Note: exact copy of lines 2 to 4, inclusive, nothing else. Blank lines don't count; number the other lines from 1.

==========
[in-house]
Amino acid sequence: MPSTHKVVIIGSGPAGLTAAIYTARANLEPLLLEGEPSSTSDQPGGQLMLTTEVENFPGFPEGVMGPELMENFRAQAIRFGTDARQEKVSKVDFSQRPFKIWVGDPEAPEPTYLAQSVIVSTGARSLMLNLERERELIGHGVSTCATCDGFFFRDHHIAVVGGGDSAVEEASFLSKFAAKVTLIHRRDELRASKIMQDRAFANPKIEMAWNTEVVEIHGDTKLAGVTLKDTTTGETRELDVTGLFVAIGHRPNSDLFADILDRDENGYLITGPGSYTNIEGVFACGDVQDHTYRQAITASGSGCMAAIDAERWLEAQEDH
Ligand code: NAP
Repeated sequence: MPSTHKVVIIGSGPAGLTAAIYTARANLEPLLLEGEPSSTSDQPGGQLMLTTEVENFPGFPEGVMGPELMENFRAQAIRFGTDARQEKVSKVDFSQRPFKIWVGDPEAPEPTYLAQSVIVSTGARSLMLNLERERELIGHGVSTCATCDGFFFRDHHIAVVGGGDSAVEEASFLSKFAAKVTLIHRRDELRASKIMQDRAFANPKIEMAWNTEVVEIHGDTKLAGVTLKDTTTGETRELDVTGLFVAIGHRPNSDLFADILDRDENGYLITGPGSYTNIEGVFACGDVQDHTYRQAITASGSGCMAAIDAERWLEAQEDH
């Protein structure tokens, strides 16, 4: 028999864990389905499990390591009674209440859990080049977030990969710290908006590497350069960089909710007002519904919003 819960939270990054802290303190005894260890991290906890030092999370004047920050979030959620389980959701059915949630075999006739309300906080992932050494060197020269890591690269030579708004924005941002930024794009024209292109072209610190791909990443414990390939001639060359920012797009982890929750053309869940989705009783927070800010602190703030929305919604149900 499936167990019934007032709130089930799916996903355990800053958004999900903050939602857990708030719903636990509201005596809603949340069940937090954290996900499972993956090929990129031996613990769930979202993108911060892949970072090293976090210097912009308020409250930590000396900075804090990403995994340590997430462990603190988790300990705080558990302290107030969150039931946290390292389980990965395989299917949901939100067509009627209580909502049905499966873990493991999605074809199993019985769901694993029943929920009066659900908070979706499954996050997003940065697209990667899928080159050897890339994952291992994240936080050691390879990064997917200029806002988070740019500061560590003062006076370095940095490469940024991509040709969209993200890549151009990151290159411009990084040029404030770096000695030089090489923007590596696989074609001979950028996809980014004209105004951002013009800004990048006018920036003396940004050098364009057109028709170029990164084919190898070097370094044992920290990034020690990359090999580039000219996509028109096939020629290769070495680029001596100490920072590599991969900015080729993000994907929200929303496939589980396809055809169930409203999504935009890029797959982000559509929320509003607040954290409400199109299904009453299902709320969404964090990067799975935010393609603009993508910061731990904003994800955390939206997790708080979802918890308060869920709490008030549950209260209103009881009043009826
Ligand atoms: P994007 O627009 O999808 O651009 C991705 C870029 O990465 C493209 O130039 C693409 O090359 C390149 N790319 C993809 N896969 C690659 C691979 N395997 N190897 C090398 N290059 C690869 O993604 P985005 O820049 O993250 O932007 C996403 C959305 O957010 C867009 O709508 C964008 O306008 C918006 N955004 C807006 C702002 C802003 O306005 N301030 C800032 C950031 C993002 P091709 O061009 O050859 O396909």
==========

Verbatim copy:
Amino acid sequence: MPSTHKVVIIGSGPAGLTAAIYTARANLEPLLLEGEPSSTSDQPGGQLMLTTEVENFPGFPEGVMGPELMENFRAQAIRFGTDARQEKVSKVDFSQRPFKIWVGDPEAPEPTYLAQSVIVSTGARSLMLNLERERELIGHGVSTCATCDGFFFRDHHIAVVGGGDSAVEEASFLSKFAAKVTLIHRRDELRASKIMQDRAFANPKIEMAWNTEVVEIHGDTKLAGVTLKDTTTGETRELDVTGLFVAIGHRPNSDLFADILDRDENGYLITGPGSYTNIEGVFACGDVQDHTYRQAITASGSGCMAAIDAERWLEAQEDH
Ligand code: NAP
Repeated sequence: MPSTHKVVIIGSGPAGLTAAIYTARANLEPLLLEGEPSSTSDQPGGQLMLTTEVENFPGFPEGVMGPELMENFRAQAIRFGTDARQEKVSKVDFSQRPFKIWVGDPEAPEPTYLAQSVIVSTGARSLMLNLERERELIGHGVSTCATCDGFFFRDHHIAVVGGGDSAVEEASFLSKFAAKVTLIHRRDELRASKIMQDRAFANPKIEMAWNTEVVEIHGDTKLAGVTLKDTTTGETRELDVTGLFVAIGHRPNSDLFADILDRDENGYLITGPGSYTNIEGVFACGDVQDHTYRQAITASGSGCMAAIDAERWLEAQEDH